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So much more than bricks and mortar!

When Helen Courtney first moved into her spacious apartment at Uniting AgeWell’s Manningtree Hawthorn she thought, “Great – this suits our needs.” She had no idea how prophetic those words would become.

Now, two-and-a-half years later, Helen, 84, freely admits her ground floor flat with its beautiful garden is so much more than home to her. It represents a community of friends and a continuum of care that has helped her every step of her journey and will continue to do so moving forwards.

Wind back the clock to March 2020, and Helen and her late husband, John, moved into the brand-new, upmarket independent retirement living complex. They loved their two-bedroomed apartment on sight – especially the sliding doors from both bedrooms and the lounge into the garden, bringing the outside inside.

Helen and retired accountant John, set about adding their personal touches to the garden. Outdoor furniture, a lemon and lime tree, and pots growing parsley, chives and thyme which Helen, who is a good cook, uses to whip up gourmet dishes.

John, who Helen describes as a “people-person and an extrovert”, started Happy Hour drinks on a Friday evening as well as the Men’s Group and the couple got on with the business of enjoying themselves. They made friends, and the train and tram were nearby for a short trip to the city whenever they wanted it.

They watched movies at Manningtree cinema, Helen joined the book club, started playing table tannis and they found their days were busy having fun. Even when COVID hit they felt supported, especially when the café downstairs started selling essentials like milk, butter and bread. And they were grateful they were not rattling around on their own in their former large family home.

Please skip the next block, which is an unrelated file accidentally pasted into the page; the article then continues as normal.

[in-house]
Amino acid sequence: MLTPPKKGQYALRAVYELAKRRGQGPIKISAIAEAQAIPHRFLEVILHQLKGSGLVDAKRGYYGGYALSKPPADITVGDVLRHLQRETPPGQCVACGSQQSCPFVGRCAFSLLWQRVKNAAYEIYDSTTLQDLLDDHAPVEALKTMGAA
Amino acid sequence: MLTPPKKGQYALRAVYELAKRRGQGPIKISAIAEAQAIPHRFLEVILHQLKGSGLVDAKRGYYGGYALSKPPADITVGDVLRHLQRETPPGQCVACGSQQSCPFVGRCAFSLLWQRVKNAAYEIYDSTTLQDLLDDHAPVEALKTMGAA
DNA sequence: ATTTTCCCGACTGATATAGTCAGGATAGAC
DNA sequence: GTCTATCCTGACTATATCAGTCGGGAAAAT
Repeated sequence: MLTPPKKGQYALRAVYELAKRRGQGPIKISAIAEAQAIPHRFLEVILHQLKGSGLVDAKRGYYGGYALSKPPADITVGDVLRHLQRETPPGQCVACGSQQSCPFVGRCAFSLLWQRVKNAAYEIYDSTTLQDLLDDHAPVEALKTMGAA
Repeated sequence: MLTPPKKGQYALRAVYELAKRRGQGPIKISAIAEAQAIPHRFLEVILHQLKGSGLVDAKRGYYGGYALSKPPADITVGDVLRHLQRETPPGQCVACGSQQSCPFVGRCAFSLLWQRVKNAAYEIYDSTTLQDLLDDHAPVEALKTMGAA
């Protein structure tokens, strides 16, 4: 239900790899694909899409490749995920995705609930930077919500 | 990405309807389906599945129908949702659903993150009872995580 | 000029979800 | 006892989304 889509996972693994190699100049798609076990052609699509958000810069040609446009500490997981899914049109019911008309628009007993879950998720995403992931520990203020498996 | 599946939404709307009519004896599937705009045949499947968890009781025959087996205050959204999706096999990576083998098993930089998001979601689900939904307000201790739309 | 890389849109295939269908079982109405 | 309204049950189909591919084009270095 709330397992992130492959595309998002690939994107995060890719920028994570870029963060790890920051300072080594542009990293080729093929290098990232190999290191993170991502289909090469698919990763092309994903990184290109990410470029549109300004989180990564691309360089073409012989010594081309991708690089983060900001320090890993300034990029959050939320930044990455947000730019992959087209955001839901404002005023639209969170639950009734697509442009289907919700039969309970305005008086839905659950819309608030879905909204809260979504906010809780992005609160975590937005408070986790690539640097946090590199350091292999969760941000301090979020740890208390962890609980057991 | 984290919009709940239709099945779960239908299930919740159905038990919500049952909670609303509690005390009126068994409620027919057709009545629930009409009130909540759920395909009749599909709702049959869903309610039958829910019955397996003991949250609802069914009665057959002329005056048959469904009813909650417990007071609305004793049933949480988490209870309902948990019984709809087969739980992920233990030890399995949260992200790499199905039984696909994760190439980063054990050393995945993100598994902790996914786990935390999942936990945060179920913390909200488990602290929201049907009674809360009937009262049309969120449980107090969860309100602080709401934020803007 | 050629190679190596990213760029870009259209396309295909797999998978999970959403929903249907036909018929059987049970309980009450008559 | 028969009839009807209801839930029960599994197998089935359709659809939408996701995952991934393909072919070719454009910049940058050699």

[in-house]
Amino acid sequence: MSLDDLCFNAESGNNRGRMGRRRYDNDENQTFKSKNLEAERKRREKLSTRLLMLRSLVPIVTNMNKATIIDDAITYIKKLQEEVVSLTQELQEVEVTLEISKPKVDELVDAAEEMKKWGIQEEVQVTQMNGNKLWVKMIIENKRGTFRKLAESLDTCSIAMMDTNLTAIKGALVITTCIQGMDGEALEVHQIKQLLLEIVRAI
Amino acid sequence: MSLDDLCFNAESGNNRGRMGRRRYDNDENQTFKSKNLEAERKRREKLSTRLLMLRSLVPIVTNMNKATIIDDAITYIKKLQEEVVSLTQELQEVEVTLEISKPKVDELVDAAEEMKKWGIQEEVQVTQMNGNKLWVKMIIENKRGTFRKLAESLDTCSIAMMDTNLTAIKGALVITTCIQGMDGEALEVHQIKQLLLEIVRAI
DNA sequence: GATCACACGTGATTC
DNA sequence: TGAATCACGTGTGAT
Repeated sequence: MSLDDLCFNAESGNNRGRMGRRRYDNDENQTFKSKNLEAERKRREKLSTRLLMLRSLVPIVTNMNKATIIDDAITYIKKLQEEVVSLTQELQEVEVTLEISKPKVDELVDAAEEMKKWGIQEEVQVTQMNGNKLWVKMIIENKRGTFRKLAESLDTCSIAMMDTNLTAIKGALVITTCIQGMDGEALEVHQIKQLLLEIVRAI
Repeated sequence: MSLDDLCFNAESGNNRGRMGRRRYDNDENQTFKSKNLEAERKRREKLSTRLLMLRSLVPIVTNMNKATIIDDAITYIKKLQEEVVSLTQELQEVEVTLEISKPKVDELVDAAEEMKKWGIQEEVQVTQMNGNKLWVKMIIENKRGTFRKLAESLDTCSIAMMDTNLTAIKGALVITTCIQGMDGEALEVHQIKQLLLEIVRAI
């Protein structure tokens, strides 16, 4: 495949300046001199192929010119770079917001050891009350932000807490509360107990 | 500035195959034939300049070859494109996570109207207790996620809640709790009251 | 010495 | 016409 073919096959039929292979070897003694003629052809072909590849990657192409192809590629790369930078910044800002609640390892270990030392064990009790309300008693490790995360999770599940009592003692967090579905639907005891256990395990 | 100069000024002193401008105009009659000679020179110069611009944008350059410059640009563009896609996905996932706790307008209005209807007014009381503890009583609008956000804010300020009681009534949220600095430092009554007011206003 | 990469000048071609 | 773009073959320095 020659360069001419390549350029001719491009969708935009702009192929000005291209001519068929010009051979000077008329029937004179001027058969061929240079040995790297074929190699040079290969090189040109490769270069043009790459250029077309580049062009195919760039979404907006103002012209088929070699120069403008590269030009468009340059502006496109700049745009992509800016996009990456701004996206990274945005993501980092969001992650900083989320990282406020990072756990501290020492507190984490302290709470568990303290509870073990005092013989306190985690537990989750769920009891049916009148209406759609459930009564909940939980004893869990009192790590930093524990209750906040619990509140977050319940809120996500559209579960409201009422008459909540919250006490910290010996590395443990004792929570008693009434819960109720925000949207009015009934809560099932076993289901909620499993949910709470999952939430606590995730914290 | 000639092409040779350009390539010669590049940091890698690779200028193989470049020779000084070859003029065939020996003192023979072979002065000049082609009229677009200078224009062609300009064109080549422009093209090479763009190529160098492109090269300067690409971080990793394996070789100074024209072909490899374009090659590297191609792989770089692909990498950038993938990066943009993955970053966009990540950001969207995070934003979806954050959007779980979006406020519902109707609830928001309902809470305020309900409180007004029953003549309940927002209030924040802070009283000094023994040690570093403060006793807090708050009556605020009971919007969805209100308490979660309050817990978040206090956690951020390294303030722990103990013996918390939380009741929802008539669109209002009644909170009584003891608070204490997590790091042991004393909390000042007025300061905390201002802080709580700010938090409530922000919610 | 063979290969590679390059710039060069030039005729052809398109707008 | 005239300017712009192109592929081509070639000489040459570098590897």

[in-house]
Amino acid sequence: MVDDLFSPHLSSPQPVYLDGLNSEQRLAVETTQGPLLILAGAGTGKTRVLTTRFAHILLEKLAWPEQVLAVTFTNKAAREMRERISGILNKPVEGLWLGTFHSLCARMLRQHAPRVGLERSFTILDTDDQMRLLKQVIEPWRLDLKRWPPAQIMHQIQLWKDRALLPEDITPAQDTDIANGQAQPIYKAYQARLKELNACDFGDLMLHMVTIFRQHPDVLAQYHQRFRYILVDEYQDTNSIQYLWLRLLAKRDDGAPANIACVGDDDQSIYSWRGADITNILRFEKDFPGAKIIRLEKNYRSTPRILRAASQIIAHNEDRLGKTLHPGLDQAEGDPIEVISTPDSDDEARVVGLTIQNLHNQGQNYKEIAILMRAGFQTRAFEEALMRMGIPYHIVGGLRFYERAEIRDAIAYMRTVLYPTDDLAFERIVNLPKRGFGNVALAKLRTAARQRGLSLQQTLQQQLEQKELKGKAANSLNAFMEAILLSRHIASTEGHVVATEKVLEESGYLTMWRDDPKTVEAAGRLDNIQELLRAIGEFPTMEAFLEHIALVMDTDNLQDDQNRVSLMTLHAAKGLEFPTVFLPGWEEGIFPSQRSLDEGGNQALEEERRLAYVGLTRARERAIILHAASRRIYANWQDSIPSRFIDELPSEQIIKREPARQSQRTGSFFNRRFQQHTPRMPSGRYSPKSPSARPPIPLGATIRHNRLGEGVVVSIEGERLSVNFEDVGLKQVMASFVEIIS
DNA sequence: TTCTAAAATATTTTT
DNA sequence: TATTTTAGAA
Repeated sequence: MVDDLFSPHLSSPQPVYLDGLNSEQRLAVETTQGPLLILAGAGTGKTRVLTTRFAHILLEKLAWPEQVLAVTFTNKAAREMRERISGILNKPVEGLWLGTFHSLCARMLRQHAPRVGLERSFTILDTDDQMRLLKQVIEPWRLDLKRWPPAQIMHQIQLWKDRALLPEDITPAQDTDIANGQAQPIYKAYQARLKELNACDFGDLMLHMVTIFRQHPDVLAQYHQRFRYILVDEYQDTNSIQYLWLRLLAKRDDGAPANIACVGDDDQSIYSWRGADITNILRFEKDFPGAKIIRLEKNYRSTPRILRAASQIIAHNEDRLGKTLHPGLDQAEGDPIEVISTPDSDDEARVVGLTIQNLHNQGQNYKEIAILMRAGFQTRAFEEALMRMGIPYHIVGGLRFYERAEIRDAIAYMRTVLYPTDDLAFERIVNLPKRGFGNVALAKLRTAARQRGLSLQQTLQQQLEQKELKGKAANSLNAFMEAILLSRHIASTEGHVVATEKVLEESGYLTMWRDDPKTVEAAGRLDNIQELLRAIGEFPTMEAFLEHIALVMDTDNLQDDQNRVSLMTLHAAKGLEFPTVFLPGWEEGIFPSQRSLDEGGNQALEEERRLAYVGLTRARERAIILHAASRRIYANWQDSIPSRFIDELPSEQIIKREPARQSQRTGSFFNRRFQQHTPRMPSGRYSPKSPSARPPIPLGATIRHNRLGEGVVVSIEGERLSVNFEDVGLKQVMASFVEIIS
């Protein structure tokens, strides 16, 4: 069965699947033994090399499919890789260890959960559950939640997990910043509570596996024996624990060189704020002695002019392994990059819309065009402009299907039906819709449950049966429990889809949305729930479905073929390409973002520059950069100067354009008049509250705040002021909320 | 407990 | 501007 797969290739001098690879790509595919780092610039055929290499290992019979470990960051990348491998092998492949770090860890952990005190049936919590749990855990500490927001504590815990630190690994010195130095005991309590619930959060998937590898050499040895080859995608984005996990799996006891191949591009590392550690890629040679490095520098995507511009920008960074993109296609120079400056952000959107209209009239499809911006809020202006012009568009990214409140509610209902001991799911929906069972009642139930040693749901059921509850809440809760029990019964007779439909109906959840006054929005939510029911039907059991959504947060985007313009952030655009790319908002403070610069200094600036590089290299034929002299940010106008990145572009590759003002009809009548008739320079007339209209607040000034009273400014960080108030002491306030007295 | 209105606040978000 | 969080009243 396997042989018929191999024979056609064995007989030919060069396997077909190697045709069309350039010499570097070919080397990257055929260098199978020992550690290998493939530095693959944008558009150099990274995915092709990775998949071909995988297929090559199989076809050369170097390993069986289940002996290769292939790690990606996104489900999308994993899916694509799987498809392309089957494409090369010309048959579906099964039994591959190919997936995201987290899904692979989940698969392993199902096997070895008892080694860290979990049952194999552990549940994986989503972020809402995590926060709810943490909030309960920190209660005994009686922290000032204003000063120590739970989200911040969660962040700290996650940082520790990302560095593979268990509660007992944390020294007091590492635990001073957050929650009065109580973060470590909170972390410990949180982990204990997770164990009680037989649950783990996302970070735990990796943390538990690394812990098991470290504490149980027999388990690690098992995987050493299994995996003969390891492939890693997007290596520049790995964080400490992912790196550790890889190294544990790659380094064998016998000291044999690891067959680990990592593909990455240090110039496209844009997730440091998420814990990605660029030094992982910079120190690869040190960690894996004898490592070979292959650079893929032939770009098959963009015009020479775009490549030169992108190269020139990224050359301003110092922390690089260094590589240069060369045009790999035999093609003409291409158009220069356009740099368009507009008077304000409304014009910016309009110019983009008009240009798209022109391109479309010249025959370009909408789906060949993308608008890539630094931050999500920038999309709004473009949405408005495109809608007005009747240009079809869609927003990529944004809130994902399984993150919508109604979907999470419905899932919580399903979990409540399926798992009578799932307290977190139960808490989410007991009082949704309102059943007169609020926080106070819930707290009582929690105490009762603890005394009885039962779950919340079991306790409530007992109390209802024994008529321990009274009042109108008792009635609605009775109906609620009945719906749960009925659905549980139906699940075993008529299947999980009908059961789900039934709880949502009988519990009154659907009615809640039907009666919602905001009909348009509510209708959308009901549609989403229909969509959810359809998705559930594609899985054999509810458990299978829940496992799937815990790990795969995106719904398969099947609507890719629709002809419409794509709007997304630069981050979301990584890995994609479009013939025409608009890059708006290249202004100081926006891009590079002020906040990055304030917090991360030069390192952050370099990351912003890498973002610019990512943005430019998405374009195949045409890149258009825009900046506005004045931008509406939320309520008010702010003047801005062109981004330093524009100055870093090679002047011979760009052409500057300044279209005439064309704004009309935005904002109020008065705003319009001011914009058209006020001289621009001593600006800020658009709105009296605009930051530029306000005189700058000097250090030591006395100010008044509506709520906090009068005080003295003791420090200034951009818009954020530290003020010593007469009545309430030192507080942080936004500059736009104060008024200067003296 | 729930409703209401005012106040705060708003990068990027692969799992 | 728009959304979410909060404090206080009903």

Then John, who was five years older than Helen, started to have health problems. He suffered a severe stroke and was partially paralysed, so Helen became his full time carer. He was also coping with diabetes.

Mid-pandemic, Helen had a fall and broke her arm. And her first thought was, “How can I possibly look after myself as well as John now?” So John went into respite care at Uniting AgeWell’s Hawthorn Community aged care facility which abuts the Manningtree and Helen used the time to get better and visit him every day.

Later on Helen, who is an asthmatic, had another fall – and once again John went into care to offer her some respite. He enjoyed his stays there enormously and said the food was great and the staff were caring.

Then John was diagnosed with terminal pancreatic cancer. Helen nursed him until he went full time into care and passed away on 5 August this year. A significant number of the residents at Manningtree Hawthorn attended his funeral.

And leading up to and since his death, Helen has felt enveloped in their kindness and concern. After 62 years of marriage, John’s passing has left a gaping hole in her life, but the friendship of the community offers her comfort.

Helen goes to Manningtree’s gym, is a regular at the cinema, involved in lots of groups – and has an instant close circle of good friends literally on her doorstep.

“I’ll be having coffee with a friend in the café, and someone else will join us and say ‘hey Helen, won’t you pop in for a glass of wine and nibbles at my apartment at 5pm?’ And so I do, and we end up laughing and chatting for hours,” Helen explains. “Some of the ladies here are also widows and it’s good to be able to share what I’m going through with them.”

And Helen is delighted that the friendship and camaraderie is right on her doorstep. “If I was living alone at our old family home now, organising a get together with friends would require endless phone calls and a lot of arranging and transport to get there. Now much of the socialising is impromptu and spontaneous! It’s great.”

Helen is also grateful that her five children and eight grandchildren don’t have to worry about her being lonely. The spare bedroom in her apartment also means family can stay over – and big family events are still going to continue as usual. At one stage, she and John entertained up to 27 people at a BBQ in their spacious garden area.

“I don’t know what the future holds,” she says bluntly. “I may need to go into Hawthorn Community one day  – and that’s okay too. I know I will continue to get the help I need with Uniting AgeWell in my corner.”

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